Over the months that they were married, there were checks, lots of checks. He wrote most of them. She wrote some of them. Most of the checks made sense, especially the smaller ones. Many of the bigger ones were to businesses that didn't seem to exist, or to people who didn't seem to exist. She said that he had asked her to write some of these checks. She couldn't remember if he had told her a reason for the checks. And she didn't know that these people didn't exist. That is what she said, anyway.
Maybe the money is spent. Maybe she has it hidden somewhere. Maybe he has it hidden somewhere. There's a chance that he stole money from his employers. Does that mean that he is alive?
Both husbands were salesmen. The first sold automobiles. The second sold computers. Both made good money.
She claimed that both marriages were happy. But, nobody else seemed to think that they were very happy. Their friends were surprised that the marriages worked at all. The couples didn't seem to share any interests. She had here interests, sewing and reading, which didn't involve her two husbands. They had interests which didn't involve her.
Both men disappeared, of course. Both lived in the same small city, just a few miles from the ocean. A person could drown and never be found. Her first husband's body had been found.
What about the blood? It was about a cubic centimeter of blood, not very much. It was a minor cut, of some sort. The object which caused the cut was never found. There were no other signs of violence. No body had been dragged through the pine needles outside the car. There were no distinct footprints. No other car had been parked nearby, except maybe on the road.
What if he were murdered somewhere else, at home perhaps. And the murderer had moved the car to where it ended up? Imagine this scenario. He drives home. She kills him, somehow. She stuffs him in a trash bag (so no hairs or blood get into her car). She wrestles the uncooperative mass into her car (it would be difficult), and drives him to the beach. She dumps him into the surf. She washes out the trash bag with salt water to remove traces of the body. She takes the bag home (or maybe dumps it into the ocean, or in a trash container somewhere). Maybe she fills the bag with trash, maybe from another trash bag, at home. Maybe she takes the filled bag to a public trash dumpster. Trash in such a dumpster would be picked up before the police accepted her missing person report.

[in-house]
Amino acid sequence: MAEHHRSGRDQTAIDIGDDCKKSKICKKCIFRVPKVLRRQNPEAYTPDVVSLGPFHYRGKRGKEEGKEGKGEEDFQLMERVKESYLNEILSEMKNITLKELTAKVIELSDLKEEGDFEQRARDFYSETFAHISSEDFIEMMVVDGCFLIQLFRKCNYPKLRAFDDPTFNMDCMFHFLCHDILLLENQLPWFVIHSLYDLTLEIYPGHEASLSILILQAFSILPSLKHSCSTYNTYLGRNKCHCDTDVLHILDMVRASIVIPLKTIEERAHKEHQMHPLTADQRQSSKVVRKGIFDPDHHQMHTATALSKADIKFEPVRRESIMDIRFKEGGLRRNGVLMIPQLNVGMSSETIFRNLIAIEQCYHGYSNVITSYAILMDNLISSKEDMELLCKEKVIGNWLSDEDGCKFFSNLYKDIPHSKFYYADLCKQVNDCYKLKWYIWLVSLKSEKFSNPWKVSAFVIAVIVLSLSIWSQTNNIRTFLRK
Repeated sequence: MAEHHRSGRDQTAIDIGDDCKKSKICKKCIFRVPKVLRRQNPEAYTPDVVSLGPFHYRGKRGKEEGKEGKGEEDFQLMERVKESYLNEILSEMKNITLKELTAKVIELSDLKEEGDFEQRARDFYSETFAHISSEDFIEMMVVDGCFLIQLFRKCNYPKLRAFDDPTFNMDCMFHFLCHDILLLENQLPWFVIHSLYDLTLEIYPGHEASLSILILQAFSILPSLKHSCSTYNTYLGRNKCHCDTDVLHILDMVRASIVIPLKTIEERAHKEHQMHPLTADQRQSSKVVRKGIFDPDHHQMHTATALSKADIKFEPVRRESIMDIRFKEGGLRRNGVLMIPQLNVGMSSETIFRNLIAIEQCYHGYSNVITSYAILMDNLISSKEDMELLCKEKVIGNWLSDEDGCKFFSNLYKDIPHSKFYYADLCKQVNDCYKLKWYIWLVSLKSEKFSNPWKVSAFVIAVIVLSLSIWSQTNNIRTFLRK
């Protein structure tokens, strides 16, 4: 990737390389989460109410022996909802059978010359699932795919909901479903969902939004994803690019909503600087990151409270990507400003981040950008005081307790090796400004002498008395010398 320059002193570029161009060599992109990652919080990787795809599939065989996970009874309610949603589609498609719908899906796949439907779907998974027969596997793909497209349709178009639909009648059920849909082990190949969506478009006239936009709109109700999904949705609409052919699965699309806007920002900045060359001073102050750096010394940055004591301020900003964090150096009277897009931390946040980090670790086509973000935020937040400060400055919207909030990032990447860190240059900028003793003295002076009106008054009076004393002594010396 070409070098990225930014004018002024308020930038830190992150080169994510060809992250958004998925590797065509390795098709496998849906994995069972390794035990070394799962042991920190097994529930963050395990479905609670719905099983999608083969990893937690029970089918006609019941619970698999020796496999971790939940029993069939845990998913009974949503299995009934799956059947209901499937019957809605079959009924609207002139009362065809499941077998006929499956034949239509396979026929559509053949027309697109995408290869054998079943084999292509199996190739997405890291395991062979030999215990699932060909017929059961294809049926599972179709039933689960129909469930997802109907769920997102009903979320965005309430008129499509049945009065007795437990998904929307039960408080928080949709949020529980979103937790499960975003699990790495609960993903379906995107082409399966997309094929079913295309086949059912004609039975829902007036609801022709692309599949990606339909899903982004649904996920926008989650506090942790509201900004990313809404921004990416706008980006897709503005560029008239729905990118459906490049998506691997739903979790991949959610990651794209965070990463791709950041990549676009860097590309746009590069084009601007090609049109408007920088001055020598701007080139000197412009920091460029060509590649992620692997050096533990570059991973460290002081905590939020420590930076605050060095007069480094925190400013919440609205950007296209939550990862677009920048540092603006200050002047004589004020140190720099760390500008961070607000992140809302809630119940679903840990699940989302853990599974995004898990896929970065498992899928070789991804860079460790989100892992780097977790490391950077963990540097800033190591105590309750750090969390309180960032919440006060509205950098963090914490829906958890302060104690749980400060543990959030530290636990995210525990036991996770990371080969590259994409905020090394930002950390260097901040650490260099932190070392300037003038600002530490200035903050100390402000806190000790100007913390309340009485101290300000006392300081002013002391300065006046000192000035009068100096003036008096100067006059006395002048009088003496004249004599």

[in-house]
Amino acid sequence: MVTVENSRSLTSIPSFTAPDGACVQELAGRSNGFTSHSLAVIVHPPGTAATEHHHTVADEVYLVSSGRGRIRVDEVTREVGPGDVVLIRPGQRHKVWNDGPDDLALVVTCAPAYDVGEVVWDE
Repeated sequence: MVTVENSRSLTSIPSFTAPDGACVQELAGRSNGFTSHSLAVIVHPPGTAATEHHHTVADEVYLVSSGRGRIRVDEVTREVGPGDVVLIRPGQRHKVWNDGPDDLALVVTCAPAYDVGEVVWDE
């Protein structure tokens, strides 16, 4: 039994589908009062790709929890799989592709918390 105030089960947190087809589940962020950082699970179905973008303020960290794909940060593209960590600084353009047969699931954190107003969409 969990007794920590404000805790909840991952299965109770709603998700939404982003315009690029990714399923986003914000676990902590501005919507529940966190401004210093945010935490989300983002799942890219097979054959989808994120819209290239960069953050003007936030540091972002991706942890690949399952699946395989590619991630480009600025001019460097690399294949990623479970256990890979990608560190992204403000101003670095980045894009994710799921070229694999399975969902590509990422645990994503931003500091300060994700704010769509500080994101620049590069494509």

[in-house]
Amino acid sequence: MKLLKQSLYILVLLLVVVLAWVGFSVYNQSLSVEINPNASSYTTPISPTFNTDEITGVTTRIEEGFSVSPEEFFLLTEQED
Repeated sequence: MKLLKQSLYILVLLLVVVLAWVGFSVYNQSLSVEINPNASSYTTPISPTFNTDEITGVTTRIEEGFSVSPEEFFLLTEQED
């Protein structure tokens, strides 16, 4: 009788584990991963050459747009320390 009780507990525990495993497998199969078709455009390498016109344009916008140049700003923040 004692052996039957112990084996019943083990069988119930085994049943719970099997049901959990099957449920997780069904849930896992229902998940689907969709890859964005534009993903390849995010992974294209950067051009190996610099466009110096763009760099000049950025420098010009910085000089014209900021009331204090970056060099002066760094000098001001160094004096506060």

Did she kill him? Or, is he hiding? The car was hidden. So, either he was murdered, or he is hiding. Does it matter if he was a thief?
OK. Maybe he's a thief. Then he has a motive for disappearing. The three-day weekend is convenient. But, what a coincidence! Two husbands disappear. Except that it's not a coincidence. The second disappearance could be inspired by the first one. He marries her, and then gets the idea for a robbery and disappearance. But, there's no hint of a robbery in the first case. So he thought of the robbery on his own. And the first case then inspires the disappearance. It still seems improbable.
What if he were planning the robbery all along. He would like to steal and disappear. He sees a celebrated court case, right here in town. He thinks, "If I marry this lady, and then disappear, everyone will think that she killed me." So, he approaches her, and gives her sympathy, at a time when the public is calling for her blood. They marry. He commits his robbery. He disappears. Everybody thinks that she killed him, almost everybody.
So, where is he? His picture was in the papers. Nobody ever reported seeing him, alive or dead.
He may have turned up, in Australia. He looked somewhat different. He was with a woman. Someone recognized him from the newspapers, and then lost him. Was it him?
Author's note: The inspiration for this story is my observation that there seem to be some women who are automatic victims. They give off this "victim" feeling, much as others give off sex appeal or other feelings. It seems to be a timidity, or a waiting to be hurt. Such a woman seems to attract protectors and predators.